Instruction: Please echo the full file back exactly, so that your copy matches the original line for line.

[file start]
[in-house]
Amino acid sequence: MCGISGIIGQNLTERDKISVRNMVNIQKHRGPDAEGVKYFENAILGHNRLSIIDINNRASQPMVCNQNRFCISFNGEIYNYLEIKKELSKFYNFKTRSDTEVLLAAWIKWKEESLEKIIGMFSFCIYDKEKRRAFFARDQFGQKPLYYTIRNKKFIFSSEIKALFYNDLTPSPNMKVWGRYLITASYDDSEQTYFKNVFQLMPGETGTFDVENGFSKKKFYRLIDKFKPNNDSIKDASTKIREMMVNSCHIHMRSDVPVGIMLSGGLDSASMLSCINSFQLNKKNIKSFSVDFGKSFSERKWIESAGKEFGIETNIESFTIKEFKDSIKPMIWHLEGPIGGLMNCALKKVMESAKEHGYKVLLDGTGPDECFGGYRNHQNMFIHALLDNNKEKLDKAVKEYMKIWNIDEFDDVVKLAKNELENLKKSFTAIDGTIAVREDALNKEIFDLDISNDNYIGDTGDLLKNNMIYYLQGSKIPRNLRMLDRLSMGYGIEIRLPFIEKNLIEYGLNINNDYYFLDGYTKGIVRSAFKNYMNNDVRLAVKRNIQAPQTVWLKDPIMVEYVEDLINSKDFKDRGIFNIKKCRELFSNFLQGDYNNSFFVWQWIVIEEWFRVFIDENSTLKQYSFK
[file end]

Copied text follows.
[in-house]
Amino acid sequence: MCGISGIIGQNLTERDKISVRNMVNIQKHRGPDAEGVKYFENAILGHNRLSIIDINNRASQPMVCNQNRFCISFNGEIYNYLEIKKELSKFYNFKTRSDTEVLLAAWIKWKEESLEKIIGMFSFCIYDKEKRRAFFARDQFGQKPLYYTIRNKKFIFSSEIKALFYNDLTPSPNMKVWGRYLITASYDDSEQTYFKNVFQLMPGETGTFDVENGFSKKKFYRLIDKFKPNNDSIKDASTKIREMMVNSCHIHMRSDVPVGIMLSGGLDSASMLSCINSFQLNKKNIKSFSVDFGKSFSERKWIESAGKEFGIETNIESFTIKEFKDSIKPMIWHLEGPIGGLMNCALKKVMESAKEHGYKVLLDGTGPDECFGGYRNHQNMFIHALLDNNKEKLDKAVKEYMKIWNIDEFDDVVKLAKNELENLKKSFTAIDGTIAVREDALNKEIFDLDISNDNYIGDTGDLLKNNMIYYLQGSKIPRNLRMLDRLSMGYGIEIRLPFIEKNLIEYGLNINNDYYFLDGYTKGIVRSAFKNYMNNDVRLAVKRNIQAPQTVWLKDPIMVEYVEDLINSKDFKDRGIFNIKKCRELFSNFLQGDYNNSFFVWQWIVIEEWFRVFIDENSTLKQYSFK